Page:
Here it is, in full:

To our dear friends and supporters:

In January 2008, immediately before going to press with our 55th issue, we were forced to stop printing Resonance. The financial challenge of publishing an independent magazine finally overwhelmed us. Fueled by the tireless support of many people (readers, subscribers, staff, freelancers, advertisers, publicists, as well as long-suffering spouses and significant others), we stubbornly survived on a shoestring budget and volunteer staff for 14 years. Such a business model isn't sustainable forever.

Independent publishing has always been a challenge; the recent couple of years, however, have been a much greater struggle due a number of factors, not the least of which include: downturns in the magazine and music industries; rising paper, production and postage costs; the list goes on. We've always been a small-budget business, but we nonetheless made additional spending cuts wherever possible, many of them painful (being unable to pay staff for the previous year, for one). In the past we had survived the lean times by borrowing on credit to cover shortfalls, but these gaps have been steadily increasing to an unmanageable degree. I believed we would manage financially, like usual, by the skin of our teeth. Our debt finally reached its limit—immediately before going to press with issue 55.

This was a harsh and sudden shock. We had worked tirelessly and in good faith these past several months to produce the best issue possible in terms of editorial, design and integrity. So although not in hardcopy, we hope you will read our final issue, Resonance 55. With the help of contributors from around the globe, we pour hundreds, maybe thousands, of work hours into assembling each edition. This issue—even if only in digital form—shines as one of our best ever and will be permanently available on this site as a free, high-resolution download. Resonance 54, the first issue of 2007's bold redesign, is also posted here. Please download, enjoy, and share the link with others, too.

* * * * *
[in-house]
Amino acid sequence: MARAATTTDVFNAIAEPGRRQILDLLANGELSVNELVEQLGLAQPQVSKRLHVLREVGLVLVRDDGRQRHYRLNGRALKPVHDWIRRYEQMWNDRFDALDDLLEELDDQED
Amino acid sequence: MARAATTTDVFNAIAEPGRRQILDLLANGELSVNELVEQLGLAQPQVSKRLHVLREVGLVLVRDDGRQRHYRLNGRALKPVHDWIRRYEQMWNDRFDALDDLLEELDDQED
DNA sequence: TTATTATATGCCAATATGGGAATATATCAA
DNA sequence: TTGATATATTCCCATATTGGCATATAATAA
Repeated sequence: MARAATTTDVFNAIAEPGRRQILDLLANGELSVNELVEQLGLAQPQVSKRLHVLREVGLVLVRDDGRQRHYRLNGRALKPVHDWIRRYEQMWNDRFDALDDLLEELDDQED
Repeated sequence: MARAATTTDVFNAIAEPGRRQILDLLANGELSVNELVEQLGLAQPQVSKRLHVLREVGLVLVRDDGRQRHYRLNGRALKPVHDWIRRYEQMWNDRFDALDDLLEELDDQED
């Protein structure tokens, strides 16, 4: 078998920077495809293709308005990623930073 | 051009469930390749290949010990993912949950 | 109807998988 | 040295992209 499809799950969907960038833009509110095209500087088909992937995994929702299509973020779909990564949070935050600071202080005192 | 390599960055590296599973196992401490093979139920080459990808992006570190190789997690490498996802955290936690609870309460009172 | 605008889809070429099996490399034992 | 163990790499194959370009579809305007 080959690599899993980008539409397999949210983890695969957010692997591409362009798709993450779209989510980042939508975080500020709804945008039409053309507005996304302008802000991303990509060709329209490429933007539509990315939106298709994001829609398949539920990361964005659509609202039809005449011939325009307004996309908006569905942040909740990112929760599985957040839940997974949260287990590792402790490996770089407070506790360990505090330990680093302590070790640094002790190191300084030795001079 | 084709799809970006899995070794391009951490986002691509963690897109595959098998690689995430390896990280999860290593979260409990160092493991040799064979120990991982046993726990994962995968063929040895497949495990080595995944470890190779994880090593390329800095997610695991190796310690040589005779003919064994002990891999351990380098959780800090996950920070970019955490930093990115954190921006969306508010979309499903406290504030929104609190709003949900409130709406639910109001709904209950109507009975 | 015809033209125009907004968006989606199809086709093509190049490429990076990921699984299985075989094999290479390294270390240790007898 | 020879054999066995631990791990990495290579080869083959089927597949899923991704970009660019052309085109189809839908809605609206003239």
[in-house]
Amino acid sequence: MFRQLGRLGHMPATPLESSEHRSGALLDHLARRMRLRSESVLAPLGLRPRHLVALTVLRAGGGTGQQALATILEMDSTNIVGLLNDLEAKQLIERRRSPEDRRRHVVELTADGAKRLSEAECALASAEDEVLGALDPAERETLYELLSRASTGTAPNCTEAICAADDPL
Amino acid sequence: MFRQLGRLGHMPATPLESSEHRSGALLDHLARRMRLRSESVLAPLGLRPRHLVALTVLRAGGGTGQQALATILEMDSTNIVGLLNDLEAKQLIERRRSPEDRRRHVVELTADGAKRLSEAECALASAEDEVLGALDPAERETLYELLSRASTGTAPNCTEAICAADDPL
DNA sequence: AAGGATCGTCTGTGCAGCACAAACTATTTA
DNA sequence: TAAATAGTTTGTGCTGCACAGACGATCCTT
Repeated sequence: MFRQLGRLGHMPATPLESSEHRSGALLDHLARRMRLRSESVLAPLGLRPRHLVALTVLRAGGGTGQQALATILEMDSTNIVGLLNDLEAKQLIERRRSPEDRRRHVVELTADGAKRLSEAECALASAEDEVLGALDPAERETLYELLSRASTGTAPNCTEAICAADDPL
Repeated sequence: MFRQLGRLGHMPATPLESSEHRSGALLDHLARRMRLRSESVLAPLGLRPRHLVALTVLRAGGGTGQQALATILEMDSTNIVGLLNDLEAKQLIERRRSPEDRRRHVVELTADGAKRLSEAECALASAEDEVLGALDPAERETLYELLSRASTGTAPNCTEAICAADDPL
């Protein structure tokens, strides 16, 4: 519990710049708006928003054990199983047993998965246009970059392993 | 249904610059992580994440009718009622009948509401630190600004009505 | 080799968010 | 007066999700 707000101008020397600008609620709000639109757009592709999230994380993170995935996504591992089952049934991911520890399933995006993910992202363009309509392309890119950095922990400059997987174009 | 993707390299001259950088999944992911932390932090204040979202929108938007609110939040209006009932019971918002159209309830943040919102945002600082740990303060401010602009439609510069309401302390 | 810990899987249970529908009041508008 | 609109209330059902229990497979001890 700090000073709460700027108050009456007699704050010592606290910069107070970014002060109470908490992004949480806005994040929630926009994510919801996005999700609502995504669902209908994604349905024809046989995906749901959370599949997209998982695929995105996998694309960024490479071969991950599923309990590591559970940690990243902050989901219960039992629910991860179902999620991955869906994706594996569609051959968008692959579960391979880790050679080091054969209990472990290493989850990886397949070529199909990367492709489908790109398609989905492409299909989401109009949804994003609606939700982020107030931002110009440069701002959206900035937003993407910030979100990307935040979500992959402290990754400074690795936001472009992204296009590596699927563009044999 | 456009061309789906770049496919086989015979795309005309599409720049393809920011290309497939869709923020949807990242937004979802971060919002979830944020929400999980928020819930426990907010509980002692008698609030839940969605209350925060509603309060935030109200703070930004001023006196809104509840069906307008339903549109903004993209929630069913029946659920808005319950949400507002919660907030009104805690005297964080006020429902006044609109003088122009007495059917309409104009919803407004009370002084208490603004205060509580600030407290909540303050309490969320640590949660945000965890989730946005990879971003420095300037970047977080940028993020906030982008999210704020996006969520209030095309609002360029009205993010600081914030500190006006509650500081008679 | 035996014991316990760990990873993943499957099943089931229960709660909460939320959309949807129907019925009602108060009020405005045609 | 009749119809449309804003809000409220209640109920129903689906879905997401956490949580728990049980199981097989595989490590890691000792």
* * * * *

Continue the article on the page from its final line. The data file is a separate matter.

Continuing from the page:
To our subscribers: You believed in our vision and are the most valued supporters of Resonance. Only one subscriber ever requested a refund since we began publishing. For this faithful support, accept my deepest gratitude. What may be harder to accept is my apology. We will take care of you, and are negotiating to ensure that all subscriptions will be fulfilled by another music title. I know this is not at all ideal. I am sorry. Please understand that this is our only option.